Razer has continued to establish itself as a major player in the PC and peripherals space, turning out high quality, attractive products ranging from gaming laptops to RGB lit mousepads. They've even developed their own proprietary switches for mechanical keyboards that, while similar to offerings from Cherry, each have distinct characteristics that make them more of a viable alternative than an imitation. That trend continues in a bold way in the Huntsman line (both the Elite iteration reviewed here as well as the standard model that lacks the dedicated media controls and wrist rest), which packs Razer's fascinating opto-mechanical switches.
For a look at some of the Huntsman's competition (and to see where it falls on our list), check out our best gaming keyboard roundup. And to get a handle on some of the more technical jargon people use when describing decks, have a look at the keyboards section of our hardware glossary.
Razer Huntsman Elite - Design
Before we delve into the intricacies of the switches, though, let's begin with the design, the first and most obvious characteristics you'll notice of the Huntsman Elite. The solid plastic chassis is topped with a sturdy aluminum top plate in matte black, which gives the unit a substantial, industrial feel and serves as a unobtrusive, faintly reflective backdrop for the attractive suite of RGB lighting. The raised keycaps allow the glow of the colored lighting to stand out against the top plate and complement the colored glow of the keycap labels. The keycaps themselves are pleasantly concave and feel pleasantly tactile under your fingertips, particularly paired with the opto-mechanical switches (more on that later).
The dedicated media keys tucked away in the upper right hand corner of the deck are a very welcome addition and individually lit in the same way as the primary keys. The volume wheel juts slightly over the right edge of the board which is not only a thoughtful design choice (it's incredibly easy to turn without looking down) but actually adds a bit of pleasant asymmetry to the silhouette. Even the leatherette wrist rest is bounded by bars of colored lighting and has a tastefully subtle black-on-black version of the three-headed Razer snake logo.
Razer Huntsman Elite - Features
The features category is the only place where the Huntsman Elite falls a bit short of its competition, lacking USB or audio passthrough and dedicated macro keys. The extras it does include, however, are well crafted and very welcome. The media controls are responsive and easy to click, and the volume wheel can be configured to adjust a number of other settings, from lighting packages to brightness, to in-game functions like inventory scrolling. The wheel is itself a button, as well, which defaults to muting audio output by default. It's a simple but welcome addition to the media bar that other keyboard manufacturers would do well to mimic.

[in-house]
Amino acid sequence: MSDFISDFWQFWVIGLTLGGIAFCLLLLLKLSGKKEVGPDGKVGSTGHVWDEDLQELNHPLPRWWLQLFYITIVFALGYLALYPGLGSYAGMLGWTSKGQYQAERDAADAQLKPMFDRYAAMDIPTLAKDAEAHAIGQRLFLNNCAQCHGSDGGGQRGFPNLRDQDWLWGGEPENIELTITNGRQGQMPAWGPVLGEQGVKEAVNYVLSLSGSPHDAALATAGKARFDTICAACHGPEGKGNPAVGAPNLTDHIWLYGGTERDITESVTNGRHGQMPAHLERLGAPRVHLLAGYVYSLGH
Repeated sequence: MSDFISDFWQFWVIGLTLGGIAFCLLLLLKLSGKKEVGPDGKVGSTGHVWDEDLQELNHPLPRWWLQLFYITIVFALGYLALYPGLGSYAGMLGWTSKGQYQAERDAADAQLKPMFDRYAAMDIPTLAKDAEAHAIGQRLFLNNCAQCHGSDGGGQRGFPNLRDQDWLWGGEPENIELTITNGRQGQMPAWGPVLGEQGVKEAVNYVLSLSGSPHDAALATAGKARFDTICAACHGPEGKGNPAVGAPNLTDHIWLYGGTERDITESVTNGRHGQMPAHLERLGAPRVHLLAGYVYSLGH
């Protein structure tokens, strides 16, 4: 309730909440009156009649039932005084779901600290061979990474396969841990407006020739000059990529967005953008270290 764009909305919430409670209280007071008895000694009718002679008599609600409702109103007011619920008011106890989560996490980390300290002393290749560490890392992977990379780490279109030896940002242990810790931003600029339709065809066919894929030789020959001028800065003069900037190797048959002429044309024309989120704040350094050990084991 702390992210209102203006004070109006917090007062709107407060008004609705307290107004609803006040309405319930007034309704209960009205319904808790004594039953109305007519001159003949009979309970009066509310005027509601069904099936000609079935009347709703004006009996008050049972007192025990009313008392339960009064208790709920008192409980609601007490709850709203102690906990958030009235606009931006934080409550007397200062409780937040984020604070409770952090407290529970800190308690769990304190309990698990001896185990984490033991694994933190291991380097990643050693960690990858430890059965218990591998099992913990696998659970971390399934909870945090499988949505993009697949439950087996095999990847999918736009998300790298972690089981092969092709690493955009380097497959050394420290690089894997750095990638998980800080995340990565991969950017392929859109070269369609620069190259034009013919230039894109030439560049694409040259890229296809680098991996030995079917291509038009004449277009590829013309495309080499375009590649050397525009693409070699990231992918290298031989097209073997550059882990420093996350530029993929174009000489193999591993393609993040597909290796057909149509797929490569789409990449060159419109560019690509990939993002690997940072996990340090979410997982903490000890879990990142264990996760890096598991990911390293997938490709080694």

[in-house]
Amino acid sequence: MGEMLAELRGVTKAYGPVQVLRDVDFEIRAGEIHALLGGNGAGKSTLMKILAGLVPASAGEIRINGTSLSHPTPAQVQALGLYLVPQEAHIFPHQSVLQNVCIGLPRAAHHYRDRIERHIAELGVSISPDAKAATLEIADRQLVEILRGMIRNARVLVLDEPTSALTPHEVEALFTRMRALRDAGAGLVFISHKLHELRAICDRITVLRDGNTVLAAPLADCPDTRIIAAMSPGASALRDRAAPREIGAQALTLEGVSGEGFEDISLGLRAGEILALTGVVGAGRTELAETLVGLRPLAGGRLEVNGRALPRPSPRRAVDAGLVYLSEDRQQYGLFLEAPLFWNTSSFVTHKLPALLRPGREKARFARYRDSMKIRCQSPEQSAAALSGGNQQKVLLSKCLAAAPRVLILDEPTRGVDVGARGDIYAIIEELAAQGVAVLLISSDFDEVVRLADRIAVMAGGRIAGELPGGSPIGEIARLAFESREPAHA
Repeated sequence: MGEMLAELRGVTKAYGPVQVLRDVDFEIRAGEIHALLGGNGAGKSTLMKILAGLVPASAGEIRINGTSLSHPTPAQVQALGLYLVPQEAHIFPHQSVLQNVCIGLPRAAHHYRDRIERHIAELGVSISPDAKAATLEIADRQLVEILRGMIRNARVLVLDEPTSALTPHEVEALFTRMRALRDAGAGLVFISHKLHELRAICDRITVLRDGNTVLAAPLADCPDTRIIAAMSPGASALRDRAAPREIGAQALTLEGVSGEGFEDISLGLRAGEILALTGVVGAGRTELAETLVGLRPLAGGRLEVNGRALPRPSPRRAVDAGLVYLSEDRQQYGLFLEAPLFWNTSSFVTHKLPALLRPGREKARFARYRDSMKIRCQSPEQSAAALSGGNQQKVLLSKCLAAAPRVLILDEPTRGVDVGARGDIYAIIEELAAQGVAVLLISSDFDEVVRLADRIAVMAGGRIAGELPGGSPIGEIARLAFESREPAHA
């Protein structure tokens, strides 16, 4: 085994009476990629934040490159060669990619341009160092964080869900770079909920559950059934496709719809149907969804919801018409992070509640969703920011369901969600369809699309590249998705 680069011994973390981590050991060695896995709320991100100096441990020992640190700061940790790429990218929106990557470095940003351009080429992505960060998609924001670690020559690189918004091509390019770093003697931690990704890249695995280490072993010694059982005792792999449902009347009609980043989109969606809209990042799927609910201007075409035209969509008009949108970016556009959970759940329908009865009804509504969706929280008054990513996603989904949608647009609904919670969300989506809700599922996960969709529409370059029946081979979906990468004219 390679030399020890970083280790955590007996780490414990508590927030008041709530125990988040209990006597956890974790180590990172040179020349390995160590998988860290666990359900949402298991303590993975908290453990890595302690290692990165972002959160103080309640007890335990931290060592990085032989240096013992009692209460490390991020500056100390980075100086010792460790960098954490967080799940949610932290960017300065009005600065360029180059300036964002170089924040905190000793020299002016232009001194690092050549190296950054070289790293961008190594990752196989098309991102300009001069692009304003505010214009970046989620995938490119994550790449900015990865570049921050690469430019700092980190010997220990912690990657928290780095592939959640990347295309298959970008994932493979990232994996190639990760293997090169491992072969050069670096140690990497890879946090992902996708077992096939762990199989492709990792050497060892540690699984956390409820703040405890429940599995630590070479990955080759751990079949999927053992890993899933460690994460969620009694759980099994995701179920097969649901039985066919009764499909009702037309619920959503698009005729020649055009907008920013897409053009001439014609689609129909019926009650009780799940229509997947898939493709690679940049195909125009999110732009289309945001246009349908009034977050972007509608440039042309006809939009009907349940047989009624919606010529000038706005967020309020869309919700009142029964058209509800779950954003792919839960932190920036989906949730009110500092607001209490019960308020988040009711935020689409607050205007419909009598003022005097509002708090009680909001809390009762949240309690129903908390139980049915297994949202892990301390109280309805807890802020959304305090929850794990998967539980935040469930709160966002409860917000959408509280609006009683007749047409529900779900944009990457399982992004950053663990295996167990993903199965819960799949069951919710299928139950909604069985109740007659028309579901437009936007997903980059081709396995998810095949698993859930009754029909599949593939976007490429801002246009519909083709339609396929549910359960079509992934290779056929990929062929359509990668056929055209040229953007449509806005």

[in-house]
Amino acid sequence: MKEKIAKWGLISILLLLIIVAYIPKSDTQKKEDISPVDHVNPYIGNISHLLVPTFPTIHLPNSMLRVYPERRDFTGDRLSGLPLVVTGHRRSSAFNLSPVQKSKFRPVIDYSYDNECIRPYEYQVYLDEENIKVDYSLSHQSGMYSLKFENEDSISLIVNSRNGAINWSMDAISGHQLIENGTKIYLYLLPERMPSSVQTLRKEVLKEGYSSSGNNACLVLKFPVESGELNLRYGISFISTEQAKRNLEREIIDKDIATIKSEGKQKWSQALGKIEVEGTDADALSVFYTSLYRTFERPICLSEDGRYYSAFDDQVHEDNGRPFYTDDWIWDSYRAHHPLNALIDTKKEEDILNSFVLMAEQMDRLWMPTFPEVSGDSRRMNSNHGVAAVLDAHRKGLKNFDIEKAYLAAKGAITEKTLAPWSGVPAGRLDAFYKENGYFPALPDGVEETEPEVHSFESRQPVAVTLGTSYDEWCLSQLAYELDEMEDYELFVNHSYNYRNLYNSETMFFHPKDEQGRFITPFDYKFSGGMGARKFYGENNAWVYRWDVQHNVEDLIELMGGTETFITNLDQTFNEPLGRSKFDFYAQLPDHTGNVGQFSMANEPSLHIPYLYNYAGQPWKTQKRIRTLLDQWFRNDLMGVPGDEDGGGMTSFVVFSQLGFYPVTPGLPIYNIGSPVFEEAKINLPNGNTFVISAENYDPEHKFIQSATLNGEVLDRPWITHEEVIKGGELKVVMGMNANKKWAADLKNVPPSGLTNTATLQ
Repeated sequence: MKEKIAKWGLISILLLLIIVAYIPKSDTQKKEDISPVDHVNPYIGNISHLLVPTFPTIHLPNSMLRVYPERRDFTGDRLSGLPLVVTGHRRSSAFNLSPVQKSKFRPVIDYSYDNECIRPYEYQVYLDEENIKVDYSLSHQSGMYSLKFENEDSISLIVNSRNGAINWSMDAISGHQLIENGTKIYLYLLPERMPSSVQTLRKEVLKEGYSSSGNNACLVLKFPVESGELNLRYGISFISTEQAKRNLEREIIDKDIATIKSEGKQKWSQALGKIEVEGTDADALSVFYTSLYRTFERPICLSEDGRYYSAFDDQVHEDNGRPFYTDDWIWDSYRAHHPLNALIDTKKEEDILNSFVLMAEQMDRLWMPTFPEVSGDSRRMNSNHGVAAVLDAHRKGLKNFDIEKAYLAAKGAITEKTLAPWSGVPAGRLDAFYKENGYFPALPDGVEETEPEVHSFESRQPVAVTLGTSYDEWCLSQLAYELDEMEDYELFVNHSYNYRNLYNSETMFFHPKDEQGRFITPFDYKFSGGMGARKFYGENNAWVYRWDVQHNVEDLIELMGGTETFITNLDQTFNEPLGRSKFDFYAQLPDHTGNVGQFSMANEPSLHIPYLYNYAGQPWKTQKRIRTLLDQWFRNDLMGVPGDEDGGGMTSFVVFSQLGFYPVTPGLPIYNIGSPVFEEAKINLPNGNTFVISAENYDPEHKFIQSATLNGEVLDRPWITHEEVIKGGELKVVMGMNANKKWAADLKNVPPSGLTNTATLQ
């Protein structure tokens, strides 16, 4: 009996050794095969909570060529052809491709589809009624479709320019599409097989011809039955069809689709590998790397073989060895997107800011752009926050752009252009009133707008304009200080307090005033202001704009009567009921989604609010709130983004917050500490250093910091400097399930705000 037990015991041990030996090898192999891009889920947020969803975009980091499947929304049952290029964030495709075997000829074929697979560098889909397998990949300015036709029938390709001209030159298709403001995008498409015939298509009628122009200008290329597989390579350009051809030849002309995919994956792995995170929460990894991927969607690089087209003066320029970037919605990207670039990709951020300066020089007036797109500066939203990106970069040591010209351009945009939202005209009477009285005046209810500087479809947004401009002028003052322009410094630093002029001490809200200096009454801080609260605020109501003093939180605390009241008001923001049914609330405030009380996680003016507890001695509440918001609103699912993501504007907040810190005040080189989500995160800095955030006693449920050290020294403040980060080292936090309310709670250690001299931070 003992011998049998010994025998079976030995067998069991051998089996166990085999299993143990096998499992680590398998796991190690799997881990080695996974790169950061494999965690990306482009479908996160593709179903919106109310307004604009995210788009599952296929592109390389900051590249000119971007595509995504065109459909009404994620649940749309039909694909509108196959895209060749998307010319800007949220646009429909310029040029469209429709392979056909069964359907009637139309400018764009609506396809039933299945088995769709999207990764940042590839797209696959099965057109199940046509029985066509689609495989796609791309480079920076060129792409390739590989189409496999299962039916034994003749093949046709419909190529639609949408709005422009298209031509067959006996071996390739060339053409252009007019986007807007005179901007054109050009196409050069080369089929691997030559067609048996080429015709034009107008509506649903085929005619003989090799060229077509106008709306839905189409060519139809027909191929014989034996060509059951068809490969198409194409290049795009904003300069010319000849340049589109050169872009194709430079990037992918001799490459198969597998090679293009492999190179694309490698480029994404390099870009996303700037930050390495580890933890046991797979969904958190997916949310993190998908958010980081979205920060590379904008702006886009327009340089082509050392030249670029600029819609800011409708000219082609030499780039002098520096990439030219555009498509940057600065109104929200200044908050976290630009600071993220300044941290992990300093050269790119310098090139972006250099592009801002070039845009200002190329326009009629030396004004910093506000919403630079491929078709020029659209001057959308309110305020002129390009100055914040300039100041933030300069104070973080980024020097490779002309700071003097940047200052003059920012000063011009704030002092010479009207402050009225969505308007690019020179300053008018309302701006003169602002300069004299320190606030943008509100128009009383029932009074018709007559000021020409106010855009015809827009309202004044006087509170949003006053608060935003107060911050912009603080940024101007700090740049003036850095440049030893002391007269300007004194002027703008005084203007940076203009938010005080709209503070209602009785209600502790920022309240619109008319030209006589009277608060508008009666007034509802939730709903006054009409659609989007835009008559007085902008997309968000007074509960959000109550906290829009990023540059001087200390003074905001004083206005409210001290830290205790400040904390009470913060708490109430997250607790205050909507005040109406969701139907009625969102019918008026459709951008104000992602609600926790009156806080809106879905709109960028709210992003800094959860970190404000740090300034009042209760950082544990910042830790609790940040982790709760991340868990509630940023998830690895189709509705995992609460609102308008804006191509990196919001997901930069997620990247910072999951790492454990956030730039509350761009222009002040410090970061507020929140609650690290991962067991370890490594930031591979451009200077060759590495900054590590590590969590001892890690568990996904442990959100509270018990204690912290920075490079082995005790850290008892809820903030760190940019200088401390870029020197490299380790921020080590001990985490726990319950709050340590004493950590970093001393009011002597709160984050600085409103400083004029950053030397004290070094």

The other major feature in the Huntsman Elite package is the leatherette wrist wrest, which attaches to the base of the deck magnetically. It's built from memory foam that conforms to the shape of your wrists and cradles them in comfort, and its inclusion ensures that even lengthy sessions of gaming or typing won't leave your wrists feeling cramped or sore.
Razer Huntsman Elite - Performance
I've saved the best for last. The opto-mechanical switches that are the star of the Huntsman line are some of the best switches I've ever had the pleasure of using. They're similar in terms of tactile feedback and click volume to Cherry MX Blues, but at an actuation force 15g lighter (45g vs. the Blue's 60g) they're easier to press and less likely to leave you fatigued even after a marathon of typing. More importantly, the actuation tech tucked into them, which foregoes metal contact leaves (and the associated debounce) and relies on a bar of light inside of the switch that actuates the key when it passes through a chamber and alights on a sensor. This setup virtually eliminates hysteresis, the phenomenon that occurs when the actuation point inside a switch is at a different height than the reset point - in practice this means that it's extremely easy to spam and responsive when being repeatedly clicked, which is especially nice for gaming applications. Also, because actuation doesn't rely on physical contact, the switches are considerably more durable - Razer rates them at 100 million keystrokes, double the industry standard.
Each key is also individually fitted with stabilizers to reduce key wobble. The result is that the keys on the Huntsman Elite are some of the most stable I've ever typed on, a subtle difference but an important one for a keyboard you intend to use as your primary driver for any length of time.
Razer's software suite, Synapse, has improved dramatically since its inception and is no longer a piece of clumsy bloatware but actually feels like a practically designed, useful application. It's a breeze to setup macros or program the lighting across the board, whether you want to tinker with individual keys or highlight and program broad swaths of the board all at once. The Huntsman Elite also allows you to stash profile data onboard the deck so if you move it between machines you don't need to reconfigure it every time.
Overall - should you buy it?
Retailing at $199.99, the Huntsman Elite isn't an inexpensive proposition, but it's worth every dollar and is one of the best mechanical keyboards I've ever had the pleasure of using. It's become my primary deck at the office and I doubt it'll be replaced anytime soon, matching comfort, ease of use, and superb performance to provide a premium experience whether you're typing or burning through matches in Apex Legends. If you've got the room in your budget, and aren't specifically fussed about USB/audio passthrough or dedicated macro keys, the Huntsman Elite is one of the very best mechanical keyboards you can find anywhere.